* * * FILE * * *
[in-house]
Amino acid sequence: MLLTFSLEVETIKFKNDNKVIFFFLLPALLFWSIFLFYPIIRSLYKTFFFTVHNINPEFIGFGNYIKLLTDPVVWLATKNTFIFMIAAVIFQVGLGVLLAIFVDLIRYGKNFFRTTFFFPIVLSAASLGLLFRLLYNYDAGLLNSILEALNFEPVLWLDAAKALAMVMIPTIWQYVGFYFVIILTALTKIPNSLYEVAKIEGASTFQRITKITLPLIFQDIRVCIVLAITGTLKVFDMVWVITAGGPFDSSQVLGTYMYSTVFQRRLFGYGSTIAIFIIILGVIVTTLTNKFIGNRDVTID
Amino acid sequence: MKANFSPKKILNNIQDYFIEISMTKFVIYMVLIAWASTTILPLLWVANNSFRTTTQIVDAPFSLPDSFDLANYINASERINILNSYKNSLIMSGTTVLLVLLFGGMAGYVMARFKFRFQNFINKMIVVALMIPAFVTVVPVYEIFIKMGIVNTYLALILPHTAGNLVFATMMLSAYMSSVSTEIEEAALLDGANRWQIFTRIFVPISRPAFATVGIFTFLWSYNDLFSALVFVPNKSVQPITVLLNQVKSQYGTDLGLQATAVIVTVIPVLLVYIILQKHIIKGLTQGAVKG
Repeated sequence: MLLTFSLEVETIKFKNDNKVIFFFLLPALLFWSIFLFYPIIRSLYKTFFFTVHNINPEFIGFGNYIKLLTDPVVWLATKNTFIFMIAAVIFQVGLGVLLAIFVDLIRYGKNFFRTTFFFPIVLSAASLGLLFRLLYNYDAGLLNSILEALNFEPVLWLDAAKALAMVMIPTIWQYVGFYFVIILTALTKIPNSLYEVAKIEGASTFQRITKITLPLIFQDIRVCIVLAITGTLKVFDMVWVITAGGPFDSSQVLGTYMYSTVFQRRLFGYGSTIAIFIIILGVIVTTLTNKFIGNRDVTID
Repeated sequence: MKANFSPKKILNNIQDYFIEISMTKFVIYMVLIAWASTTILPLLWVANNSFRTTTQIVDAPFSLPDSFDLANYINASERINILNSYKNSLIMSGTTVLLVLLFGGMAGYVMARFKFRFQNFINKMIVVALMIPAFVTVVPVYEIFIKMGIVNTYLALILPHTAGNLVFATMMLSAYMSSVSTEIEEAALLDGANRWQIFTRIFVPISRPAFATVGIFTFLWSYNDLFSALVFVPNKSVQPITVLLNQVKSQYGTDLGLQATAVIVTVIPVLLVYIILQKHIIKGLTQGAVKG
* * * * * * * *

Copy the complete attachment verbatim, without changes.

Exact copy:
[in-house]
Amino acid sequence: MLLTFSLEVETIKFKNDNKVIFFFLLPALLFWSIFLFYPIIRSLYKTFFFTVHNINPEFIGFGNYIKLLTDPVVWLATKNTFIFMIAAVIFQVGLGVLLAIFVDLIRYGKNFFRTTFFFPIVLSAASLGLLFRLLYNYDAGLLNSILEALNFEPVLWLDAAKALAMVMIPTIWQYVGFYFVIILTALTKIPNSLYEVAKIEGASTFQRITKITLPLIFQDIRVCIVLAITGTLKVFDMVWVITAGGPFDSSQVLGTYMYSTVFQRRLFGYGSTIAIFIIILGVIVTTLTNKFIGNRDVTID
Amino acid sequence: MKANFSPKKILNNIQDYFIEISMTKFVIYMVLIAWASTTILPLLWVANNSFRTTTQIVDAPFSLPDSFDLANYINASERINILNSYKNSLIMSGTTVLLVLLFGGMAGYVMARFKFRFQNFINKMIVVALMIPAFVTVVPVYEIFIKMGIVNTYLALILPHTAGNLVFATMMLSAYMSSVSTEIEEAALLDGANRWQIFTRIFVPISRPAFATVGIFTFLWSYNDLFSALVFVPNKSVQPITVLLNQVKSQYGTDLGLQATAVIVTVIPVLLVYIILQKHIIKGLTQGAVKG
Repeated sequence: MLLTFSLEVETIKFKNDNKVIFFFLLPALLFWSIFLFYPIIRSLYKTFFFTVHNINPEFIGFGNYIKLLTDPVVWLATKNTFIFMIAAVIFQVGLGVLLAIFVDLIRYGKNFFRTTFFFPIVLSAASLGLLFRLLYNYDAGLLNSILEALNFEPVLWLDAAKALAMVMIPTIWQYVGFYFVIILTALTKIPNSLYEVAKIEGASTFQRITKITLPLIFQDIRVCIVLAITGTLKVFDMVWVITAGGPFDSSQVLGTYMYSTVFQRRLFGYGSTIAIFIIILGVIVTTLTNKFIGNRDVTID
Repeated sequence: MKANFSPKKILNNIQDYFIEISMTKFVIYMVLIAWASTTILPLLWVANNSFRTTTQIVDAPFSLPDSFDLANYINASERINILNSYKNSLIMSGTTVLLVLLFGGMAGYVMARFKFRFQNFINKMIVVALMIPAFVTVVPVYEIFIKMGIVNTYLALILPHTAGNLVFATMMLSAYMSSVSTEIEEAALLDGANRWQIFTRIFVPISRPAFATVGIFTFLWSYNDLFSALVFVPNKSVQPITVLLNQVKSQYGTDLGLQATAVIVTVIPVLLVYIILQKHIIKGLTQGAVKG